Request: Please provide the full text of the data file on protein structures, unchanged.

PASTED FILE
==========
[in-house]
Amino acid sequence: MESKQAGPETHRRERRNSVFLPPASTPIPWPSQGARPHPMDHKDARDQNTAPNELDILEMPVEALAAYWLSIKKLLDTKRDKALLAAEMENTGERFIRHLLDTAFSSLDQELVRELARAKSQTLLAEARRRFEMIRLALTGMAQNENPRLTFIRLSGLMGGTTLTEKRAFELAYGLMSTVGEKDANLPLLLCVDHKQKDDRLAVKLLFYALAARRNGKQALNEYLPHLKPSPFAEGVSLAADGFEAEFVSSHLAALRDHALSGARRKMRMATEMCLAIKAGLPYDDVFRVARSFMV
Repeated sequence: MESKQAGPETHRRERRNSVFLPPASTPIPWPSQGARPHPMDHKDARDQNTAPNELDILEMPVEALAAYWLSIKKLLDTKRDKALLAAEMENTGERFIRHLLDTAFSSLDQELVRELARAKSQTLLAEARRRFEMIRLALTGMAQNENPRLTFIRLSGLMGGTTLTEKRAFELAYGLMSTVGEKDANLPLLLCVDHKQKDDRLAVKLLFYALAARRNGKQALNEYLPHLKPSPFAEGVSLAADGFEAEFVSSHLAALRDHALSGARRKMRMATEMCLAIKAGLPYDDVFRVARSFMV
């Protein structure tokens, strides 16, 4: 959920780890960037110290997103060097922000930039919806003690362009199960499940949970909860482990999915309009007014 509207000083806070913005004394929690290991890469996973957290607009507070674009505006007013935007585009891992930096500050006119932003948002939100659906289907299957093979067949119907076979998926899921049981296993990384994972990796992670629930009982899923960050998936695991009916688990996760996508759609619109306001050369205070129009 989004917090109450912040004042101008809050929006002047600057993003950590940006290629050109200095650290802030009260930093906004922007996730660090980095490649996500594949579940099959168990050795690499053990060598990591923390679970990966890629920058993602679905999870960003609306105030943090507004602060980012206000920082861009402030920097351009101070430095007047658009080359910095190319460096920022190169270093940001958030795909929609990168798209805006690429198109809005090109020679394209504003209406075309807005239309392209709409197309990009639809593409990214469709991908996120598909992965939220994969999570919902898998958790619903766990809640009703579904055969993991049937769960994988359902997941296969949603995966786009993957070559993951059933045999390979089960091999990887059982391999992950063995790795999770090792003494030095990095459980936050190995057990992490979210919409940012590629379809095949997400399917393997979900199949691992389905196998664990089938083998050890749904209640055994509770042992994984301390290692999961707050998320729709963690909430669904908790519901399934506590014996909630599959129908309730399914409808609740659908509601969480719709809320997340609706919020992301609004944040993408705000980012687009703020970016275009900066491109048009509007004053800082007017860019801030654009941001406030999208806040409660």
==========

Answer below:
[in-house]
Amino acid sequence: MESKQAGPETHRRERRNSVFLPPASTPIPWPSQGARPHPMDHKDARDQNTAPNELDILEMPVEALAAYWLSIKKLLDTKRDKALLAAEMENTGERFIRHLLDTAFSSLDQELVRELARAKSQTLLAEARRRFEMIRLALTGMAQNENPRLTFIRLSGLMGGTTLTEKRAFELAYGLMSTVGEKDANLPLLLCVDHKQKDDRLAVKLLFYALAARRNGKQALNEYLPHLKPSPFAEGVSLAADGFEAEFVSSHLAALRDHALSGARRKMRMATEMCLAIKAGLPYDDVFRVARSFMV
Repeated sequence: MESKQAGPETHRRERRNSVFLPPASTPIPWPSQGARPHPMDHKDARDQNTAPNELDILEMPVEALAAYWLSIKKLLDTKRDKALLAAEMENTGERFIRHLLDTAFSSLDQELVRELARAKSQTLLAEARRRFEMIRLALTGMAQNENPRLTFIRLSGLMGGTTLTEKRAFELAYGLMSTVGEKDANLPLLLCVDHKQKDDRLAVKLLFYALAARRNGKQALNEYLPHLKPSPFAEGVSLAADGFEAEFVSSHLAALRDHALSGARRKMRMATEMCLAIKAGLPYDDVFRVARSFMV
């Protein structure tokens, strides 16, 4: 959920780890960037110290997103060097922000930039919806003690362009199960499940949970909860482990999915309009007014 509207000083806070913005004394929690290991890469996973957290607009507070674009505006007013935007585009891992930096500050006119932003948002939100659906289907299957093979067949119907076979998926899921049981296993990384994972990796992670629930009982899923960050998936695991009916688990996760996508759609619109306001050369205070129009 989004917090109450912040004042101008809050929006002047600057993003950590940006290629050109200095650290802030009260930093906004922007996730660090980095490649996500594949579940099959168990050795690499053990060598990591923390679970990966890629920058993602679905999870960003609306105030943090507004602060980012206000920082861009402030920097351009101070430095007047658009080359910095190319460096920022190169270093940001958030795909929609990168798209805006690429198109809005090109020679394209504003209406075309807005239309392209709409197309990009639809593409990214469709991908996120598909992965939220994969999570919902898998958790619903766990809640009703579904055969993991049937769960994988359902997941296969949603995966786009993957070559993951059933045999390979089960091999990887059982391999992950063995790795999770090792003494030095990095459980936050190995057990992490979210919409940012590629379809095949997400399917393997979900199949691992389905196998664990089938083998050890749904209640055994509770042992994984301390290692999961707050998320729709963690909430669904908790519901399934506590014996909630599959129908309730399914409808609740659908509601969480719709809320997340609706919020992301609004944040993408705000980012687009703020970016275009900066491109048009509007004053800082007017860019801030654009941001406030999208806040409660």